Every day, Mark Wasylyshyn has roughly 150 guests for dinner. It’s an uneasy relationship — they wish they didn’t have to come and he’d rather they not be there, but he insists they stay over.
He’s the Wood County sheriff, and well, it’s the law. His guests are inmates at the Wood County Jail. Among other things, the law requires that he feed them three nutritious meals a day.
Running a county jail has changed a lot over the years. Retired county sheriff Matt Brichta remembers taking office 25 years ago and discovering that meal planning was a rather unsophisticated enterprise. A couple of deputies would go to the old Foodtown and bring back bologna and bread and other stuff.
He and his successors, including Sheriff Wasylyshyn, have had to adapt to changing times and changing needs. How do you feed that many people and stay within your food budget?
The sheriff’s got it figured out. Saving taxpayer money is pretty much his mantra. Today his kitchen staff, led by Sandy Snow, the food service director, plans menus for a week at a time.
The menu doesn’t vary a whole lot. Last Friday’s dinner will also be next Friday’s dinner. Tomorrow’s will look a lot like last Tuesday’s.
The sheriff hit upon the idea when he visited an ailing friend in the hospital, which had a one-week rotation of meals that repeated itself. “I figured if they can do that and save money, we can do that at the jail,” he said.
So the jail’s menu went from a rotation of 30 different daily menus each month to just seven. The menu changes from Tuesday to Wednesday, but not from Tuesday to Tuesday. Nutrition meets thrift.
Jails such as Wood County’s have had to adjust in other ways too, including accommodating inmates’ religious beliefs and medical needs. A special diabetic menu is provided to insulin-dependent prisoners.
Outside the jail, in a courtyard surrounded by tall fences topped with razor wire, inmates tend a seasonal fruit and vegetable garden that produces tomatoes, cauliflower, broccoli, cabbage, peppers, watermelons, radishes, cucumbers, squash, and onions for the kitchen.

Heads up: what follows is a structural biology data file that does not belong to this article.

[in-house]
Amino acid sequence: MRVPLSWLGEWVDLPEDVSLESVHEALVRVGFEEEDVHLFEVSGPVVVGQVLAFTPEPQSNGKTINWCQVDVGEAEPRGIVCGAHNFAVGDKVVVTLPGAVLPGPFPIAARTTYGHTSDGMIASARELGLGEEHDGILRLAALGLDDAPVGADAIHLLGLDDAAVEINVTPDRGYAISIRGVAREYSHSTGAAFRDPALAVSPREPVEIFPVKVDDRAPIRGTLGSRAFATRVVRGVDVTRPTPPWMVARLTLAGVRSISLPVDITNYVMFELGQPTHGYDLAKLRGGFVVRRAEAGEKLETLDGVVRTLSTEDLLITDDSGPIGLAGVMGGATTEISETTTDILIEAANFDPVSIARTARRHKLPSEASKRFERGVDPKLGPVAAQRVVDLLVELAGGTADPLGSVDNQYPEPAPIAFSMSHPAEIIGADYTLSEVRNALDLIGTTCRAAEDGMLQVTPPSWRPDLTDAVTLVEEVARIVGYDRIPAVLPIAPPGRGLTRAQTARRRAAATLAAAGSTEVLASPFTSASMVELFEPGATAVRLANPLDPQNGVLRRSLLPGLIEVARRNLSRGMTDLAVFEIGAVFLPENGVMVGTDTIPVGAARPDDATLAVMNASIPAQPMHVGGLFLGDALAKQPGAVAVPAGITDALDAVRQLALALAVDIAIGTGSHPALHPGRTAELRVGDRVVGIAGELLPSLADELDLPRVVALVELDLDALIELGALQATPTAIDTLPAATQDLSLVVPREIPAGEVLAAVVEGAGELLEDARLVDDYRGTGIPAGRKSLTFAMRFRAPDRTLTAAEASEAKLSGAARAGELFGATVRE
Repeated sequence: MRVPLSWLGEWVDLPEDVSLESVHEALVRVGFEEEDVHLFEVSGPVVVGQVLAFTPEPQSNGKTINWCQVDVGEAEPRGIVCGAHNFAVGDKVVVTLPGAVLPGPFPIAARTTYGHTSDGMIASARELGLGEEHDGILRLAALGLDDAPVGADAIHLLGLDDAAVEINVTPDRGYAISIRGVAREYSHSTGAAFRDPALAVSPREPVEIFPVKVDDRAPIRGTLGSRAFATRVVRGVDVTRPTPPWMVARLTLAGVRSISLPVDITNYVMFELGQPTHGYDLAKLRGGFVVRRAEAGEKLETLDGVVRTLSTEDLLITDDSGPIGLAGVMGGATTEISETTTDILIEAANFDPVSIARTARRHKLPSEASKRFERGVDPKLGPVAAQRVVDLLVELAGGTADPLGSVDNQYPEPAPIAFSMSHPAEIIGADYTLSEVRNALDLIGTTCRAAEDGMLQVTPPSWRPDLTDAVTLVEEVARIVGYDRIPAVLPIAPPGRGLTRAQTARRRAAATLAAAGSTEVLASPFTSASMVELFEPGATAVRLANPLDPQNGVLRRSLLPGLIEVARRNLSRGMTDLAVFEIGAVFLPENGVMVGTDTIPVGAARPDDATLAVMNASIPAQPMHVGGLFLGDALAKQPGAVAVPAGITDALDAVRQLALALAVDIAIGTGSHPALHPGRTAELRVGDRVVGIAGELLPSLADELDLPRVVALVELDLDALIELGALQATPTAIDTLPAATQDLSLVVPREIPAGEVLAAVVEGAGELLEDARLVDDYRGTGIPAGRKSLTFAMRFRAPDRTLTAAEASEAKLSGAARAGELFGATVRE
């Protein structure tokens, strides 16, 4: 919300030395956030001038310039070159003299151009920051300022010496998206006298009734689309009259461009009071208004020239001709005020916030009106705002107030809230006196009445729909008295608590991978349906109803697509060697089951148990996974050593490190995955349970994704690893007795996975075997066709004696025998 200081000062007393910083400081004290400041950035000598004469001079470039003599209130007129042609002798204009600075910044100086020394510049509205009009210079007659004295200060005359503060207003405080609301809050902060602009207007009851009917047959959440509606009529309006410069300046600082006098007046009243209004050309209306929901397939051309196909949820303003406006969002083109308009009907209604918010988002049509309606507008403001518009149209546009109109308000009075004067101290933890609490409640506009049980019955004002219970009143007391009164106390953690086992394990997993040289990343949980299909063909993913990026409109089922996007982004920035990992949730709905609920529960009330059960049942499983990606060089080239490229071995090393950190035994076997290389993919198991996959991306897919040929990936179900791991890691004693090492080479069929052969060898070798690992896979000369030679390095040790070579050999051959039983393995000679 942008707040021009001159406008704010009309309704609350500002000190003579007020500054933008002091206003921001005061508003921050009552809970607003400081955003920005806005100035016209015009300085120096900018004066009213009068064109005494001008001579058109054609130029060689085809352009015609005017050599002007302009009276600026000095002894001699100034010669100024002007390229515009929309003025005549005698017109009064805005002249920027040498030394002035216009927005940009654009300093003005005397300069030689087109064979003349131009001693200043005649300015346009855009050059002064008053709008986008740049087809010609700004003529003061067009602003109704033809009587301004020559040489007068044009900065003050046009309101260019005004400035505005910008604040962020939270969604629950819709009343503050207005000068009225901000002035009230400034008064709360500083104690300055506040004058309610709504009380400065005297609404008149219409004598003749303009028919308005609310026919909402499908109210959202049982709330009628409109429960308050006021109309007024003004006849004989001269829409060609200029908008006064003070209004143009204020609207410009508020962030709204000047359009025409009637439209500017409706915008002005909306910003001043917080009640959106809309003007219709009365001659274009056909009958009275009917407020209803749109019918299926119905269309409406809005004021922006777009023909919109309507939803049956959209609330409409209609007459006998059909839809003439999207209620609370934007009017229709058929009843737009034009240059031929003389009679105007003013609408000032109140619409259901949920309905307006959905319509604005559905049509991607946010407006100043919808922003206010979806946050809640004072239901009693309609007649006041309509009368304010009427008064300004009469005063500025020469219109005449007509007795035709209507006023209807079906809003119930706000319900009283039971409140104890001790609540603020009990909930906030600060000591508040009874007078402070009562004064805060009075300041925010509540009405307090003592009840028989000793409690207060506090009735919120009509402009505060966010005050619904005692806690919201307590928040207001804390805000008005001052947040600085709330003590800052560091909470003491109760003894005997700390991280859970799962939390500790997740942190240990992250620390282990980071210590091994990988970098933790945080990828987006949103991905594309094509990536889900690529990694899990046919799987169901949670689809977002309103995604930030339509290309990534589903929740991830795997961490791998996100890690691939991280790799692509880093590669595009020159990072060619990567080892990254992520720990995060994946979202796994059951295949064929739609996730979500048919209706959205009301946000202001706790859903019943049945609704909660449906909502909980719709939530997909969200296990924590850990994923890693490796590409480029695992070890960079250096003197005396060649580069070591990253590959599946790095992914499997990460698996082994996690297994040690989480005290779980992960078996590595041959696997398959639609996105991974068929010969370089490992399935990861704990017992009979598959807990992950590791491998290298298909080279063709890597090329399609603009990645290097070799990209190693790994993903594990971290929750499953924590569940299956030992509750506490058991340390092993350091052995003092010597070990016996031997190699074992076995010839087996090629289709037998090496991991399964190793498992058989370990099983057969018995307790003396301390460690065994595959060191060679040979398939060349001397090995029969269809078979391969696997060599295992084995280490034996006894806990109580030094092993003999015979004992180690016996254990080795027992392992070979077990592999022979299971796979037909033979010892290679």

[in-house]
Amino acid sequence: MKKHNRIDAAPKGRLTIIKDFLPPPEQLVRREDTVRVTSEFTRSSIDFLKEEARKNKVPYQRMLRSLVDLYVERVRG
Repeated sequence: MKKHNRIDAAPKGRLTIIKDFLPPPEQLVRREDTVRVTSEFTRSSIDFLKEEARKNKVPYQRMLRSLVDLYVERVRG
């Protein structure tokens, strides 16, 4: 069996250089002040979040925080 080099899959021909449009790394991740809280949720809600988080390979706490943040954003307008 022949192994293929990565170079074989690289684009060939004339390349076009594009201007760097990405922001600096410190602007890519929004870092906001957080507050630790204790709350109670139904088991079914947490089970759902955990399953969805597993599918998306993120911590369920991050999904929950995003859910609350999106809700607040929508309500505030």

From mid-July to mid-September, the garden saved the jail $2,200 in food that didn’t have to be bought from a supplier. What isn’t consumed is diced, bagged, and frozen for later use, when the garden is dormant for the winter.
No doubt, many of the inmates are eating better in jail than they do on the outside. But don’t get the idea that the sheriff is running a country club.
He gets complaints about the food. Years ago, the jail would prepare special meals on holidays — Thanksgiving and Christmas, for example — but no more. Thanksgiving last week meant the Thursday menu, which meant chicken and rice at dinner. Not a pumpkin pie in sight.
Also, beef has virtually disappeared from the jail, replaced by “turkey products.” As Ms. Snow explains: “It’s better for you and it costs less.” How much less? More than $80,000 a year less, the sheriff points out.
A hot breakfast also is a thing of the past at the jail. “We were serving three hot meals a day — even I don’t eat three hot meals a day,” Sheriff Wasylyshyn says. “We’re not required to do it, so we saved the money.”
He also determined that coffee has no nutritional value, so he eliminated it in 2005. That saves $12,500 a year, by his calculation. No cake, no cookies, no ice cream either.
Ms. Snow puts the cost per meal at about $1.14, or $1.82 if labor is factored in. You can’t get a kid’s Happy Meal for that at McDonald’s.
The sheriff uses inmate labor as much as possible. A dozen inmates work in the kitchen; another half dozen or so take care of the garden.
“I like to keep inmates engaged and busy,” he said. “I want them occupied.” The complete facility is cleaned by its temporary residents.
Sheriff Wasylyshyn carries a seemingly difficult burden for an elected official: a name that’s difficult to say, much less spell. He has a politician’s remedy. When you hear his name, just think “watch” and “listen,” he says, which is pretty good advice even if you’re not in Block Watch.
All the while, he keeps looking for further efficiencies. Prisons are allowed to serve just two meals a day instead of three required of county jails, provided the bottom-line nutritional value is there, he points out.
“I’d like to see us get to that point,” he said. “It’s something the Buckeye State Sheriffs’ Association is looking at.”
As for his guests and any dissatisfaction with the food, he has a simple response: “We tell them if they don’t like the food, don’t come back.”
Thomas Walton is the retired editor and vice president of The Blade. His column appears every other Monday. His commentary, “Life As We Know It,” can be heard each Monday at 5:44 p.m. on WGTE-FM 91.
Contact him at: firstname.lastname@example.org
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